I stripped all the wax off my favorite log the other day. It was about time, it pretty much looked like it had been Tarmaced! Much to my horror i noticed that the blank has twisted, pretty significantly. It wasnt entirely unexpected, i know most of the other boards shaped from that batch of blanks have a twist to some degree, an unfortunate dodgy supply i would assume.
The weird thing is that it's (still) an amazing magic board. It's always paddled slow but it has been and (since noticing the twist still ) remains one of my favorites. I'm pretty sure the twist has been there for a while which leads me to question how much difference does it actually make? In theory you are only engaging one rail at a time (the basis that asymmetric boards work on)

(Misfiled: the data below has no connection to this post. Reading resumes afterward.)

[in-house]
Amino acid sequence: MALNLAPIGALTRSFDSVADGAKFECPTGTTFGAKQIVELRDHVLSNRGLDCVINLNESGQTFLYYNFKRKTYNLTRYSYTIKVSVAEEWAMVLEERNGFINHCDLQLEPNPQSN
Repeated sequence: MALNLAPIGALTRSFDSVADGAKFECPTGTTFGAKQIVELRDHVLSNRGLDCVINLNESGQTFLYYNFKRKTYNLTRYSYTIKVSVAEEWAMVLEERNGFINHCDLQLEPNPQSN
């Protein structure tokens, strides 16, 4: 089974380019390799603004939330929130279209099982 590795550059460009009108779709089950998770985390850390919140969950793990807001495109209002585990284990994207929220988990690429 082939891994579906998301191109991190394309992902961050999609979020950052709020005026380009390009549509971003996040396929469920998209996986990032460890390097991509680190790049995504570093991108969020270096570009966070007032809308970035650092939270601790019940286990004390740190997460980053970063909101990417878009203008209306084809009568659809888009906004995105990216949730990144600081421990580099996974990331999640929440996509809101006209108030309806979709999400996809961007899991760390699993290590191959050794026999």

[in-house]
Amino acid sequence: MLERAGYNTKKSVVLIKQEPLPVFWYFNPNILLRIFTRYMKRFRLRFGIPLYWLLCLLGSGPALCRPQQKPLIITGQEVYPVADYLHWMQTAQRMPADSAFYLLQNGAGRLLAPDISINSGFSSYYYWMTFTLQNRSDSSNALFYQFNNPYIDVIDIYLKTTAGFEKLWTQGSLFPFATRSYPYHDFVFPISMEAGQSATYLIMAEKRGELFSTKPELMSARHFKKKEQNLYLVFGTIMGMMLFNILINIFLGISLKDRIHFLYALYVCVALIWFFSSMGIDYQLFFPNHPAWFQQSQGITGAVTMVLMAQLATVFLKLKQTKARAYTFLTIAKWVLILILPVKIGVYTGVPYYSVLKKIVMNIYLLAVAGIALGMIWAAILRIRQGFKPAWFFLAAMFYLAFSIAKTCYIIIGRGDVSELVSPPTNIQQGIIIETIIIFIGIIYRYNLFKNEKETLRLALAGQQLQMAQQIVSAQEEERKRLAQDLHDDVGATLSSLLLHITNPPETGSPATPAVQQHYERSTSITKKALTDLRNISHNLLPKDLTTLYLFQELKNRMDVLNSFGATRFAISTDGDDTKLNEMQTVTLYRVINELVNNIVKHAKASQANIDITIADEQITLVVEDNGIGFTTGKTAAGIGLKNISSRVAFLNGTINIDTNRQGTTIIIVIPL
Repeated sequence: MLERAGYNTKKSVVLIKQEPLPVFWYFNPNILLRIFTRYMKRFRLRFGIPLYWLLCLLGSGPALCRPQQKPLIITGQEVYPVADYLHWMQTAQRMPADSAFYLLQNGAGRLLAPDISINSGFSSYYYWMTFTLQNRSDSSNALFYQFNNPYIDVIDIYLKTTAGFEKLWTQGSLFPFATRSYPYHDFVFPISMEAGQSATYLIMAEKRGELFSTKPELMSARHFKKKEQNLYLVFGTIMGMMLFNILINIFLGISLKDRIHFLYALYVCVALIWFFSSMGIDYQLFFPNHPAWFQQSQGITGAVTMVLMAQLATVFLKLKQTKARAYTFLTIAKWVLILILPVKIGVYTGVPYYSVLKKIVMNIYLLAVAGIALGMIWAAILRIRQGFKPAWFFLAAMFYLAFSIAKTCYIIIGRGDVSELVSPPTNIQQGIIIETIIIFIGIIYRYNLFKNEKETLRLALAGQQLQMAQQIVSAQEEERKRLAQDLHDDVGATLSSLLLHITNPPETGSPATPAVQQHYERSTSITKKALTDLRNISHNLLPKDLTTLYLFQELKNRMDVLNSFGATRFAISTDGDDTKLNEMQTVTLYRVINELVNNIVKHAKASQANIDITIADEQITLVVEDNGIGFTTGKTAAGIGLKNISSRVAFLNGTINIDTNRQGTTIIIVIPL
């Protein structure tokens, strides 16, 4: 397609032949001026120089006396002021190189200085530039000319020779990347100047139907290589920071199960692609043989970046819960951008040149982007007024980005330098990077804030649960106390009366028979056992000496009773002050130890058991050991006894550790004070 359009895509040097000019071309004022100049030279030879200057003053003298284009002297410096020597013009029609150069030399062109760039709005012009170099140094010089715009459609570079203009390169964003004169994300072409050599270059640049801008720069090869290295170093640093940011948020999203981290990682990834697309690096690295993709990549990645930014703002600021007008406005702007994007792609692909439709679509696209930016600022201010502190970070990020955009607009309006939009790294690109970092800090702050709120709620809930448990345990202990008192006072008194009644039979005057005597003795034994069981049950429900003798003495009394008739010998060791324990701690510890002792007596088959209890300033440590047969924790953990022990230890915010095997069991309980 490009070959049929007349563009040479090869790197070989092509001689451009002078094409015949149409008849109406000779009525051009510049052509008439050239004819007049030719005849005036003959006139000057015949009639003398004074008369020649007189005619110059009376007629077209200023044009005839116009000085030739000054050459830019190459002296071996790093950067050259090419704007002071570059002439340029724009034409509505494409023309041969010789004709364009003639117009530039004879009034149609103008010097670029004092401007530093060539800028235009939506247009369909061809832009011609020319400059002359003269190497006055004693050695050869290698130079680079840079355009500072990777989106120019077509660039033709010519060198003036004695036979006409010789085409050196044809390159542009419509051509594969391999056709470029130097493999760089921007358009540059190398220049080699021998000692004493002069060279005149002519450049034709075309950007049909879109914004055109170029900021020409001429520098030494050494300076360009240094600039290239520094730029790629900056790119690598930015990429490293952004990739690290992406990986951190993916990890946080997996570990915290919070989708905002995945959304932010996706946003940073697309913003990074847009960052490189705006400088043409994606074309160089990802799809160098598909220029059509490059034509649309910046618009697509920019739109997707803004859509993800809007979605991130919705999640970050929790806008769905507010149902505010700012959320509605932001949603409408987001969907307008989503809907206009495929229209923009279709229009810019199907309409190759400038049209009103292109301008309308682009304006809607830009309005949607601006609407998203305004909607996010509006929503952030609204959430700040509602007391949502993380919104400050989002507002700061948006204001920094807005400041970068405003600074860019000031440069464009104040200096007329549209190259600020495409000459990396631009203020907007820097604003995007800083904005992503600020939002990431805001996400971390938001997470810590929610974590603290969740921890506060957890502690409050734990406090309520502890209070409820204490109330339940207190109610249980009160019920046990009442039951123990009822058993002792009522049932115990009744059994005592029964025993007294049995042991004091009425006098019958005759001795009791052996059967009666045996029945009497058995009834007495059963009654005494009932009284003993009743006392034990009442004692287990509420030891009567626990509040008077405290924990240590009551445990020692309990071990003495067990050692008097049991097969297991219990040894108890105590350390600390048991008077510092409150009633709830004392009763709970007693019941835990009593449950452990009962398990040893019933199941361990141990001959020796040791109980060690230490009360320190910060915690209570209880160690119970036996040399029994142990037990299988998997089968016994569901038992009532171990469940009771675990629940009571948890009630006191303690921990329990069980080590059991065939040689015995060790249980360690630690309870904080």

I mean is the twist in the rail actually part of the magic? The argument for hand over machine shaping has always been one which says that it is the inaccuracies in a handshape that make the difference between a great board and a mediocre one and the precision of the machine loses this "magic touch"
As far as i can see the only problem is that it affects the resale value.... which is fine because this log is a keeper!